Pastoral Letter from Bishop John for the First Sunday of Advent
 
 

32nd Sunday in Ordinary Time

The second reading at Mass often gets missed in a sermon so I though it might be worth while looking a little more closely at these 4 verses from chapter 9 of the letter to the Hebrews. Especially since Hebrews can seem strange if we are unfamiliar with Jewish practises of the time.

We begin with “It was not as though Christ had entered a man-made sanctuary which was only modelled on the real one.”

The man-made sanctuary is the Temple in Jerusalem the sacred place where the Priests went to meet God and to offer Him Sacrifice in atonement for sin. As the passage continues we read that it is not the temple Christ enters rather “It was heaven itself, so that he could appear in the actual presence of God on our behalf”.

The priests entered the presence of God in the temple but Jesus is already in the presence of God, at the heart of God, no one can be closer for he is God. And yet the text says he can “appear in the actual presence of God on our behalf” for he is also a man like us in every way but sin.

Then we read “And he does not have to offer himself again and again, like the high priest going into the sanctuary year after year with the blood that is not his own”

When the Jewish priests came to the Temple they offered the blood of animals in sacrifice for sins - a sacrifice which had to be repeated, renewed, each year. But Christ who is God offers the sacrifice of his own blood, shed on the cross. Christ Jesus is himself the eternal sacrifice. And unlike the priests in the temple Christ, as we read “made his appearance once for all, now at the end of the last age, to do away with sin by sacrificing himself”.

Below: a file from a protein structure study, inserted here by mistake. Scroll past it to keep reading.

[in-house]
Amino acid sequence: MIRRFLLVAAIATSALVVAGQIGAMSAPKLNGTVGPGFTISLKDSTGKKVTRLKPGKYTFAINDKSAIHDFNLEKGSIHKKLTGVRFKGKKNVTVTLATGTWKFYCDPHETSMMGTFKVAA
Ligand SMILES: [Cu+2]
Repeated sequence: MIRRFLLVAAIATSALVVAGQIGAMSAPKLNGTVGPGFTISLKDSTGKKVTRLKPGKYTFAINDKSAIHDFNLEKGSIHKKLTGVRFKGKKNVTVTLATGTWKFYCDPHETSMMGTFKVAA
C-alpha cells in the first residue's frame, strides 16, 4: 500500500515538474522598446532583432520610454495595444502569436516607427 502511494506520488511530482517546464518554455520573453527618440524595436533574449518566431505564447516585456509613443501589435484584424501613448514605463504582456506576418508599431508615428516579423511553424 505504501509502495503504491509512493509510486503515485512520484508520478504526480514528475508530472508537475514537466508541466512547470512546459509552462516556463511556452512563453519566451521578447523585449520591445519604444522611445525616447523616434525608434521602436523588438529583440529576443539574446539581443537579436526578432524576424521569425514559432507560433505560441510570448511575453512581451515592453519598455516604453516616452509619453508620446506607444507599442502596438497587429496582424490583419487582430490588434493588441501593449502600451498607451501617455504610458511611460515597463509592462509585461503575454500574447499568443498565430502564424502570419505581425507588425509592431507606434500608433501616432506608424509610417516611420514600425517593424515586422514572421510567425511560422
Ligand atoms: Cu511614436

The death of Jesus is an historical event, he became a man and he died on a particular day, 2000 years ago - but as the text says it also happened “once for all – now at the end of this last age”. The event of Jesus’ death on the cross is ever present. “Men die only once” says the text and Christ in his human nature dies only once. But the person who dies is God and so that act, that sacrifice is eternal. It cannot be bound by time or history. We are taught this in the accounts of the resurrection when the Risen Christ still has the marks of the nails in his hands and feet and takes those marks with him to heaven.

The death of Jesus brings about the end of time, we are waiting now, not for any new act by Christ but simply for the visible fulfilment of what he has done, as we read “he offers himself only once to take the faults of many on himself, and when he appears a second time it will not be to deal with sin but to reward with salvation those who are waiting for him”.

At Holy Mass it is not that Jesus dies again and is offered to God again, but at every Holy Mass the risen Christ is present and the sacrifice He offered is for ever part of him since it is his own blood he offers, He is the sacrifice for our sins. Christ risen from the dead, bearing the marks of his passion, is an eternal self offering of love at the heart of God, Father, Son and Holy Spirit, an offering offered by one who is truly God and truly man.

At the Holy Mass we proclaim that the Lord Jesus Christ is present and therefore the eternal sacrifice offered on Calvary for all time is also present because the risen Christ and his sacrifice cannot be separated and at mass by God’s grace we take part in that sacrifice.

 
 
 


Contact details

Parish priest: Fr Ian Farrell
Phone: 07546 852229
Email: ian.farrell@dioceseofsalford.org.uk

Parish secretary: Catherine Peet
Phone: 01254 884211
Email: catherine.peet@dioceseofsalford.org.uk

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